I believe in the soul- that spark behind the eyes that makes us who we are- that pure version of us that sits somewhere deep inside. There’s a few reasons why. One could be that I’ve attended Catholic school for 14 years, where the soul is a central concept due to the belief in an afterlife. Another could be that I thrive off of emotion. As a creative writer, I’ve always turned to the “depths of my soul” for inspiration. Lots of people like to make the soul responsible for the rang of emotions we experience. I feel as though I connect with something “inner.”
Last year, though, I had the joy and privilege to do science writing for Kidult.com, and, counter to popular belief, I found that science only strengthened my belief in the soul.
Religion may be full of gods, hells, heavens, angles and reincarnations, but science can feel like fantasy, too. Stars. Dark Matter. Dark Energy. Black Holes. Quantum Mechanics. Science is a world of facts that is forever evolving with each new minuscule and mind-blowing discovery. So, in regards to the existence of the soul, I say, “Why not?”
The thing about Science is that it connects you to everything. Exploring the universe and unlocking its secrets, gives you a feeling of something more. There’s a meaning behind everything. There’s a plan. There’s an “inner.”
A lot of scientists are said to believe in the soul and its accompanying concepts (Really, a belief in the soul is a belief in something spiritual). Physicists are especially known to feel as though there’s some sort of grand design behind the forces of the universe. When you witness the strange behavior of particles or discover that there’s mysterious, invisible matter that’s responsible for the shape of cosmological bodies, I guess you start to ask the big question that all religions try to answer: What’s the plan?
Biologists, of course, tend not to feel this way. Long story short, everything can be explained by the necessity for survival. You are who you are because you need to be that way to stay alive. I personally think there’s a huge merit to this, but it’s just so, well, soulless.
My favorite endorsement for the soul from the scientific community comes from a scientist who believes that the brain is like a radio and the soul is like music (I wish I could be a responsible blogger and remember his name, but I don’t. He talked about this in a back issue of Science Magazine). Say that a radio is streaming some music. Then turn it off. Does this mean that the music doesn’t exist anymore? No. It simply means that it isn’t being transmitted by the radio at that moment. Its signal isn’t being broadcast.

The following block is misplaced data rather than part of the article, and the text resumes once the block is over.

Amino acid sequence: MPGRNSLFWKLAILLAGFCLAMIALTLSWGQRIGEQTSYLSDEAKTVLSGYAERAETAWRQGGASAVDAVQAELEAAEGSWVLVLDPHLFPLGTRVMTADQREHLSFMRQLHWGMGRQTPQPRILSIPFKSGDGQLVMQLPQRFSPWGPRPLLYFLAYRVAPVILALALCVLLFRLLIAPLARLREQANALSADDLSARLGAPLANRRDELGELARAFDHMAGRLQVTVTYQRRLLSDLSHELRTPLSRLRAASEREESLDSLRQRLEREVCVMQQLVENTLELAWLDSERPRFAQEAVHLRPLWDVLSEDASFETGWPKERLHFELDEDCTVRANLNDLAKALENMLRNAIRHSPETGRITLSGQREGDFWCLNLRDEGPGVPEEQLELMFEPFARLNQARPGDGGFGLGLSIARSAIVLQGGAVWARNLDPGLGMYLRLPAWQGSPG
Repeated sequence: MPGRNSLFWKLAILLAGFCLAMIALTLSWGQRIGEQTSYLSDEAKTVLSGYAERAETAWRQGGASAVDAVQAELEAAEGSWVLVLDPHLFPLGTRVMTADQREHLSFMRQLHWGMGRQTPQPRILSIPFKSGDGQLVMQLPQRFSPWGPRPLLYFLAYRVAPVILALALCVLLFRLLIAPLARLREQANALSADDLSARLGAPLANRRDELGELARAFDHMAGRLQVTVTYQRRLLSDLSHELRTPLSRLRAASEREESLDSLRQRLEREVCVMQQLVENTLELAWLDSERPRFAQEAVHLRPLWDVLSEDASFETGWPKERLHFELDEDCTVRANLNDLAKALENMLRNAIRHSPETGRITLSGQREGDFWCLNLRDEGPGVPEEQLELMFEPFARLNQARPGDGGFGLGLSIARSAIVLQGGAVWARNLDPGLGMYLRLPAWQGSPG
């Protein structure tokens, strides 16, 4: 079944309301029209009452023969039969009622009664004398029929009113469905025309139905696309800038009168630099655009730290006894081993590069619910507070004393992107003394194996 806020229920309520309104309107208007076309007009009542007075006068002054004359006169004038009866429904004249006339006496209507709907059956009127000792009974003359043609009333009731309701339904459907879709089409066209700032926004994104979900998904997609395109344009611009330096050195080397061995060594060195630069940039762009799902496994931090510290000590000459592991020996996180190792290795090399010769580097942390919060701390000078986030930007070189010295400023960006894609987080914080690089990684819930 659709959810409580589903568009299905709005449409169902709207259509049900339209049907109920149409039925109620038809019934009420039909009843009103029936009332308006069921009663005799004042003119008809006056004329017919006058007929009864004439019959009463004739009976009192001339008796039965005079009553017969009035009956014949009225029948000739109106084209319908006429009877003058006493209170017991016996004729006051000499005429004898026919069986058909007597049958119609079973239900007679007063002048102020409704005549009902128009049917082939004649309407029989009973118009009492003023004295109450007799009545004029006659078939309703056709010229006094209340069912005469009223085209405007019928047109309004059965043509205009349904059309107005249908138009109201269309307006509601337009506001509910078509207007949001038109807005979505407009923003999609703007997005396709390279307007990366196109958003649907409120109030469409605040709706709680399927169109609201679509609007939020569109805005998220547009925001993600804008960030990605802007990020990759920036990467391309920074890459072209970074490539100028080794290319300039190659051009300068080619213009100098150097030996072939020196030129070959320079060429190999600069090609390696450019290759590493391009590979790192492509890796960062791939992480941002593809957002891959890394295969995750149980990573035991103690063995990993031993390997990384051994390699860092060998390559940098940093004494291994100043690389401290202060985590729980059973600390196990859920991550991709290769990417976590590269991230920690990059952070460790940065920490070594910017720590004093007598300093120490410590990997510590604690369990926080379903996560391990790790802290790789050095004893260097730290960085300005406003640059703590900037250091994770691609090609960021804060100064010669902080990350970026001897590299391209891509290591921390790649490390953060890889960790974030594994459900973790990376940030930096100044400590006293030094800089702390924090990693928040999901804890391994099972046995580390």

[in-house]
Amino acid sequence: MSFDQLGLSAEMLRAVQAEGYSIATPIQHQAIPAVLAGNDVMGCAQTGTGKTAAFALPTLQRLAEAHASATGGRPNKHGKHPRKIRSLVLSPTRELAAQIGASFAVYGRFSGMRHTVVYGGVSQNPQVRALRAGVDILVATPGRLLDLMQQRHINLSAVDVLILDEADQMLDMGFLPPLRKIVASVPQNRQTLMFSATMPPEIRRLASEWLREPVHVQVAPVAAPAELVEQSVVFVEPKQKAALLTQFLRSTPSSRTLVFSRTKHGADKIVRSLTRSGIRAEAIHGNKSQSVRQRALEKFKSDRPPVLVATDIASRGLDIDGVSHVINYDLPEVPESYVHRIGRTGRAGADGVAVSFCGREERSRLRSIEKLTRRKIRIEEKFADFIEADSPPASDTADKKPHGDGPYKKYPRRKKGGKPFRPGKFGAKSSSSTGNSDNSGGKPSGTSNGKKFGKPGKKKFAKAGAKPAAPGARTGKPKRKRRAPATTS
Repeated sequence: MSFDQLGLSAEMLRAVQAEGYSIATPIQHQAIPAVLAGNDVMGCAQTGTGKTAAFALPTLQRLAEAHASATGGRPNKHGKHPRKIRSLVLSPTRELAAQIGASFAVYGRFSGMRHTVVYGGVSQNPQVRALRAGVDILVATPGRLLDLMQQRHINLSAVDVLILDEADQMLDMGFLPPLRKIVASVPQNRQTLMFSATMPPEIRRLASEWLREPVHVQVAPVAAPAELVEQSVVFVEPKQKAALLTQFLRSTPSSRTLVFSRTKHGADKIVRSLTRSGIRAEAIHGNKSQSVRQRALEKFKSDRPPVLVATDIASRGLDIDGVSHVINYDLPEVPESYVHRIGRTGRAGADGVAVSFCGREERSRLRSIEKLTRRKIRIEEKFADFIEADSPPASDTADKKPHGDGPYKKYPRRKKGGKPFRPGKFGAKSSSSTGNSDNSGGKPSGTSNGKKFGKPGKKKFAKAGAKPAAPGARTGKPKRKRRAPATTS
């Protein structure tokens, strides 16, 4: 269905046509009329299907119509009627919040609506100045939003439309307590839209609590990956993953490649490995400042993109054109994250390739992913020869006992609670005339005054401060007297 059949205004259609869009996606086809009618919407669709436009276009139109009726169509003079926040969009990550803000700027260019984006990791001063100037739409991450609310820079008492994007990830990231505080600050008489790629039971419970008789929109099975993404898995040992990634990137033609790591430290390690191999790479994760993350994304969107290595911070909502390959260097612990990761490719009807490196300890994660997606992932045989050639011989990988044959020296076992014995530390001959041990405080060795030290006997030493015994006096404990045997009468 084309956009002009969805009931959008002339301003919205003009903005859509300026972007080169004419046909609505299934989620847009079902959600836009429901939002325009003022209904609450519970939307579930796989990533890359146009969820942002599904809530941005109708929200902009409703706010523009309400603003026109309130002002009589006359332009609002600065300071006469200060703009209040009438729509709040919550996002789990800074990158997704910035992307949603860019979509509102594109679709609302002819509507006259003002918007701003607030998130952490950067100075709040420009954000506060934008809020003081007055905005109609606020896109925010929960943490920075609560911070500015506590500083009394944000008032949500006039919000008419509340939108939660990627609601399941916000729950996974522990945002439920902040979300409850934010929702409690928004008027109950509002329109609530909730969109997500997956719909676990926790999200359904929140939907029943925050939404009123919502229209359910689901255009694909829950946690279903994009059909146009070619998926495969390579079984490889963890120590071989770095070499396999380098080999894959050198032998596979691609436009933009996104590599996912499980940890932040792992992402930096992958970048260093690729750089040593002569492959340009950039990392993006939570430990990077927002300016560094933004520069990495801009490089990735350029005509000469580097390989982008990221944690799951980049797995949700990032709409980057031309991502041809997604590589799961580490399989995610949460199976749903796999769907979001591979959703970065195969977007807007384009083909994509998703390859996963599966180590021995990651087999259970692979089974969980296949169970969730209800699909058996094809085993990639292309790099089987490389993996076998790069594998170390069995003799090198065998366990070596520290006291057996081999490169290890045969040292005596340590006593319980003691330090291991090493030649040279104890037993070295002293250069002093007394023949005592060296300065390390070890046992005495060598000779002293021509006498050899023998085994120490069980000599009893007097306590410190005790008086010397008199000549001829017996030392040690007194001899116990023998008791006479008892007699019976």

Now, make the radio the brain, and the soul the music. Essentially the brain is a transmitter for the soul. It translates the soul in a way like a radio translates a station’s signal. If the radio has a few bad wires, the music might come through full of static and deformities. It won’t be pure. If the brain isn’t healthy, that’s going to affect the personality and the behaviors of the person. Maybe when a person is suffering through some sort of mental disorder due to “crossed wires” or brain damage, their soul is simply full of “static.”
All of the chemicals and their balances and imbalances that affect our moods- maybe the brain is auto-tuning the soul. Who we purely are is filtered through the translation from the brain.
I love this idea, but, of course, as any scientific mind would argue, where’s the evidence?
But that’s not the point here. Science has me approaching the concept of the soul in ways that my religious education never did.
I love Teilhard de Chardin‘s saying, “We are spiritual beings having a human experience.”
These two concepts go hand-in-hand. My soul could be transmitted by an elephant’s brain, a penguin’s or a cat’s. So, not only does science have me thinking about the soul, but it connects each member of our world’s vast biodiversity to one another in a way that religion does not (although, reincarnation certainly comes close).
So, science may not yet provide concrete proof that that light behind your eyes isn’t anything more than the fictional creation of religions and poets, but it certainly has me turning up my radio and listening for the music.